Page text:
You’re still breastfeeding…
Don’t you think he’s getting too old for that?
If you’ve ever heard remarks like this, you’re not alone. If you have breastfed for longer than a year, there’s a good chance somebody’s given you grief about it.
We’ve come a long way with normalizing breastfeeding. Breastfeeding moms have more support now than ever. In fact, 80 percent of women breastfeed their baby, at least for a little while. And more than half breastfeed for at least six months. A third make it to a year, but most women stop breastfeeding by the time their baby is 18 months.
Still, more women breastfeed in public. We have nursing rooms in thousands of establishments. Working moms no longer have to worry about where they can pump. But, when it comes to extended breastfeeding, we're still not quite comfortable with it.
Why would anyone want to breastfeed their baby longer than a year,?
If you’ve made it to a year, you’ve earned your breastfeeding “trophy,” insert sarcasm here. Kudos to you for sticking with it. You’ve let your little milk gobbler keep at it for a long time. But, you've hit that one-year mark — tada! the finish line — now your friends or family are telling you that it’s time to stop. You might have been told your baby is no longer getting any benefits from breastfeeding. But, the benefits of breastfeeding don’t stop at a year.
There are so many reasons to continue nursing. If you’re happy and your baby’s happy, there’s no reason to stop. If you're worried that Johnny will be pulling your boob out in the middle of kindergarten, don’t. All babies wean eventually. They just might not do it when you’re Aunt Sally thinks they should. Breastfeeding past a year is great for your little one, and good for you too!
Is it worth it?
When you get past the first year of breastfeeding that’s when things get interesting -- the biting, the gymnastics, the stripping you, and possibly even the grabbing your breasts in public. And oh boy, when they start talking, things can get really fun.
Warning to new moms, never ever refer to nursing time as “the boob” or “boobie”, not even to your partner. Not unless you’re okay with your toddler screaming “boobie” in the middle of a crowded place, because they will. Toddlers have no filter. When they’re hungry they’ll let you know, and everyone else too.
Breastfeeding past a year has its challenges. You might find your little guy gets in some pretty crazy positions. Turn to the left, turn to the right, hop on the breast, hop off the breast. Oh, there’s a toy I want. Let’s stretch mommy’s boobie out while I go grab it. Unless you have elasta-boobs, it’s not always fun times nursing a toddler. Still, with all the obstacles, nursing past a year is totally worth it. You are providing your baby with emotional and physical benefits that continue long after infancy.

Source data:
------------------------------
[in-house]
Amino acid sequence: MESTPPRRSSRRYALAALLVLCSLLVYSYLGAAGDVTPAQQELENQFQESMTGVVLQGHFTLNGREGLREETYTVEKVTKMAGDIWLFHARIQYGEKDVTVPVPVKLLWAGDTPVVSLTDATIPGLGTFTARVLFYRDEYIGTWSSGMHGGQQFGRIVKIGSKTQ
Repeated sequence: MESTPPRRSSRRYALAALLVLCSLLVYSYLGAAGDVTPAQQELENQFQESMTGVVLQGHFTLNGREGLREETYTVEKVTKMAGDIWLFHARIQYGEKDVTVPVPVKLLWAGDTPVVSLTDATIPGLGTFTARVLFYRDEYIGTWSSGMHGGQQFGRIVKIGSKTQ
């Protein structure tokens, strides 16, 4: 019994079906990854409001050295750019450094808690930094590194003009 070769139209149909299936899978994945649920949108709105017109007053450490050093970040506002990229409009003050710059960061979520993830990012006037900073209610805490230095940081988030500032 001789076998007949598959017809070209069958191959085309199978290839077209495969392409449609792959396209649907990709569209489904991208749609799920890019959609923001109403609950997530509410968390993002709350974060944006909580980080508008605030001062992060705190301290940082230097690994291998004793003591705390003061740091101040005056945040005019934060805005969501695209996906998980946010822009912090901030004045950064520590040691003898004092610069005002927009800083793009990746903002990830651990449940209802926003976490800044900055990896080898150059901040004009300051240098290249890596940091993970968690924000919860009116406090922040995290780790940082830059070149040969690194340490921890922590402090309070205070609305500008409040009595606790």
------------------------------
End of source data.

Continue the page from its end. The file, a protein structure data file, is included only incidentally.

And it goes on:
Breastfeeding past a year provides your baby with the best nutrition for their needs
Did you know that your breast milk composition adapts as your baby grows? Your body was designed to provide your baby with the best nutrition. So when you get that busy body telling you that your baby is no longer getting any nutritional value from your breast milk, here’s a little info you should know.
After a year, your breast milk changes. It is higher in fat and provides more energy for your growing toddler. It’s loaded in protein, fat, and vitamins that your baby needs.
448 ml of breast milk (from 12 months to 23 months) provides your baby with.
● 29% of energy requirements
● 43% of protein requirements
● 36% of calcium requirements
● 75% of vitamin A requirements
● 76% of folate requirements
● 94% of vitamin B12 requirements
● 60% of vitamin C requirements
Breastfed toddlers get sick less
One of the best things about breast milk is the way it boosts your baby’s immune system. At a year, your baby does not have the immune system of an adult. You are still providing your toddler with the immunological benefits she needs to fight off illnesses. Breastfed toddlers have been shown to have fewer illnesses and when they do get sick they get better faster.
Breastfed toddlers have fewer allergies
Not only does breastfeeding give your toddler a stronger immune system, but babies who breastfeed also have fewer allergies. Breast milk contains components that protect your baby from allergic diseases and asthma.
What about mom?
Hey, it’s great that your baby’s getting all these benefits from breastfeeding, but what about mom? Most people know that breastfeeding is good for babies, but it’s really amazing for moms too.
Breastfeeding helps moms age better!
Did you know that extended breastfeeding protects you from cancer and other diseases? You’re probably not thinking about that right now, but hey, you’d like to live longer, right? Nursing your toddler provides you with some pretty cool benefits. Breastfeeding lowers your risk of uterine, ovarian, and breast cancer.
It reduces your risk of getting osteoporosis and arthritis too. This might not seem that important, but when you get older and all your other friends are in the nursing home complaining about their arthritis or hip surgery, you can be the one bragging about how strong your bones are.
Say goodbye to your aunt Flo!
Not all moms get the added bonus of not having a period when they breastfeed, but it’s not unusual for menstruation to take a hike for a solid year when you breastfeed. Breastfeeding can even work as a natural form of birth control. While you shouldn’t rely on it, as fertility can return at any time, many women don’t ovulate or have a period while they are breastfeeding.
All in all, breastfeeding past a year is great for moms and babies. There’s no need to stop until you’re both ready.